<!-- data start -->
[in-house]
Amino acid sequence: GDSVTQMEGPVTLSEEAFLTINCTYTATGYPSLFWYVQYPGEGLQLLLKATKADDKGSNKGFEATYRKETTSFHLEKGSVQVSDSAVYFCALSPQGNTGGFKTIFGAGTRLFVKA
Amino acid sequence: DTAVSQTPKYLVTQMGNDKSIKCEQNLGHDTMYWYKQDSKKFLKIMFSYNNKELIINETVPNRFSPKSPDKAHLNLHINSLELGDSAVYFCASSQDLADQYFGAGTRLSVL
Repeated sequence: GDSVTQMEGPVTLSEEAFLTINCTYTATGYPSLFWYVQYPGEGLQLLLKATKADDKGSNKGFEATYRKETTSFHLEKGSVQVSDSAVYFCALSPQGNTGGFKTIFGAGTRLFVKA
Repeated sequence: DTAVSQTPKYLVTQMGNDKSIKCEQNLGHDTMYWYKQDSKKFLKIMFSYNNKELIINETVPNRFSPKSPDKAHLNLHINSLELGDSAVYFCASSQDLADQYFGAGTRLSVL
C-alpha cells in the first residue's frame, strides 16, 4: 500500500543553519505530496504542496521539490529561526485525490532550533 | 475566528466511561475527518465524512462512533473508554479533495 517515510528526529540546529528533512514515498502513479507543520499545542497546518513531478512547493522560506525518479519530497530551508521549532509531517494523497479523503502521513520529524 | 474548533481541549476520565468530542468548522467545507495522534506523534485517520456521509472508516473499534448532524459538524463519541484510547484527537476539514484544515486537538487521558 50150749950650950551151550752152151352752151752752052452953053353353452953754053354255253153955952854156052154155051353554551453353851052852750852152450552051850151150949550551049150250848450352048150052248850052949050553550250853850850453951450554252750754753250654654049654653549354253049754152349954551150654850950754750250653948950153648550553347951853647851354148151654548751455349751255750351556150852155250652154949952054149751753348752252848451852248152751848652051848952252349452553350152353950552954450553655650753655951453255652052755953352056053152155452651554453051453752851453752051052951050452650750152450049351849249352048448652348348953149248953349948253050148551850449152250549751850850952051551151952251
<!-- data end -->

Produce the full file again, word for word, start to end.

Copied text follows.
[in-house]
Amino acid sequence: GDSVTQMEGPVTLSEEAFLTINCTYTATGYPSLFWYVQYPGEGLQLLLKATKADDKGSNKGFEATYRKETTSFHLEKGSVQVSDSAVYFCALSPQGNTGGFKTIFGAGTRLFVKA
Amino acid sequence: DTAVSQTPKYLVTQMGNDKSIKCEQNLGHDTMYWYKQDSKKFLKIMFSYNNKELIINETVPNRFSPKSPDKAHLNLHINSLELGDSAVYFCASSQDLADQYFGAGTRLSVL
Repeated sequence: GDSVTQMEGPVTLSEEAFLTINCTYTATGYPSLFWYVQYPGEGLQLLLKATKADDKGSNKGFEATYRKETTSFHLEKGSVQVSDSAVYFCALSPQGNTGGFKTIFGAGTRLFVKA
Repeated sequence: DTAVSQTPKYLVTQMGNDKSIKCEQNLGHDTMYWYKQDSKKFLKIMFSYNNKELIINETVPNRFSPKSPDKAHLNLHINSLELGDSAVYFCASSQDLADQYFGAGTRLSVL
C-alpha cells in the first residue's frame, strides 16, 4: 500500500543553519505530496504542496521539490529561526485525490532550533 | 475566528466511561475527518465524512462512533473508554479533495 517515510528526529540546529528533512514515498502513479507543520499545542497546518513531478512547493522560506525518479519530497530551508521549532509531517494523497479523503502521513520529524 | 474548533481541549476520565468530542468548522467545507495522534506523534485517520456521509472508516473499534448532524459538524463519541484510547484527537476539514484544515486537538487521558 50150749950650950551151550752152151352752151752752052452953053353353452953754053354255253153955952854156052154155051353554551453353851052852750852152450552051850151150949550551049150250848450352048150052248850052949050553550250853850850453951450554252750754753250654654049654653549354253049754152349954551150654850950754750250653948950153648550553347951853647851354148151654548751455349751255750351556150852155250652154949952054149751753348752252848451852248152751848652051848952252349452553350152353950552954450553655650753655951453255652052755953352056053152155452651554453051453752851453752051052951050452650750152450049351849249352048448652348348953149248953349948253050148551850449152250549751850850952051551151952251